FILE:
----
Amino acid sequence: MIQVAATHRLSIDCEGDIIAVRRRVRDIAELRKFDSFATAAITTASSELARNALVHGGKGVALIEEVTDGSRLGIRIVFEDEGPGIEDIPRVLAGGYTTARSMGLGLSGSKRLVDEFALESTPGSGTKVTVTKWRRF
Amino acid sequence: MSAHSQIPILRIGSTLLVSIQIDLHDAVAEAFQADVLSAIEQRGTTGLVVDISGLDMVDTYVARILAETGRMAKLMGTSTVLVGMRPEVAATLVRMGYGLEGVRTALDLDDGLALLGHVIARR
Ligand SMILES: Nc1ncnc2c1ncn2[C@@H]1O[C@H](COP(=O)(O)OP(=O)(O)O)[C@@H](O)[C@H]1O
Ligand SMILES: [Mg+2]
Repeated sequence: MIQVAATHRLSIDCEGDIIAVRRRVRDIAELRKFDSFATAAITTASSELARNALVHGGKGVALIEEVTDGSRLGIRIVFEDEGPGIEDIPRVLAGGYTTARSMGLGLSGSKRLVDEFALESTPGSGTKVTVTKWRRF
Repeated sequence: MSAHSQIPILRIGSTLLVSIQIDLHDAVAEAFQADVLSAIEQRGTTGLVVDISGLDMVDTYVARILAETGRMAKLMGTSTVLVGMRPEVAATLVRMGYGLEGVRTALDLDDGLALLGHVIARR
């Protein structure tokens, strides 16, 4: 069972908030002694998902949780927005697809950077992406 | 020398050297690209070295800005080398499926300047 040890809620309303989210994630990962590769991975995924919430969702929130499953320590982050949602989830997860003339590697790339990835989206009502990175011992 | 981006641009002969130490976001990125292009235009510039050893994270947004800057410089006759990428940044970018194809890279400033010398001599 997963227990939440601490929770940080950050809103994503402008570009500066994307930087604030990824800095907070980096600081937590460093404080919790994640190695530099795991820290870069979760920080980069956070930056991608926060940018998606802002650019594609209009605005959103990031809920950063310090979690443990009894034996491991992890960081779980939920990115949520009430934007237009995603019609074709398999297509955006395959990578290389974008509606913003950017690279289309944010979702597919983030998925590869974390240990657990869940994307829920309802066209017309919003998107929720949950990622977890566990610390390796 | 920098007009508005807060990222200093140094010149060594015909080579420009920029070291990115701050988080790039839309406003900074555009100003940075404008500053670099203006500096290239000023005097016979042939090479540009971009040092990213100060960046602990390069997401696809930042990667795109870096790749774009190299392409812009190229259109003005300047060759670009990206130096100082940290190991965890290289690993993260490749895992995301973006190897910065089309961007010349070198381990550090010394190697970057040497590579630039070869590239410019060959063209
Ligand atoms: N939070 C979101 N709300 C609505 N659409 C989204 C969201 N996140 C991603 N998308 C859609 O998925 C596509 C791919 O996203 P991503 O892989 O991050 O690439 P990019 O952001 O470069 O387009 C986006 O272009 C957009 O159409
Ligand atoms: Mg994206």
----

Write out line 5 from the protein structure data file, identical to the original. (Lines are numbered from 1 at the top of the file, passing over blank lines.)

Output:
Repeated sequence: MIQVAATHRLSIDCEGDIIAVRRRVRDIAELRKFDSFATAAITTASSELARNALVHGGKGVALIEEVTDGSRLGIRIVFEDEGPGIEDIPRVLAGGYTTARSMGLGLSGSKRLVDEFALESTPGSGTKVTVTKWRRF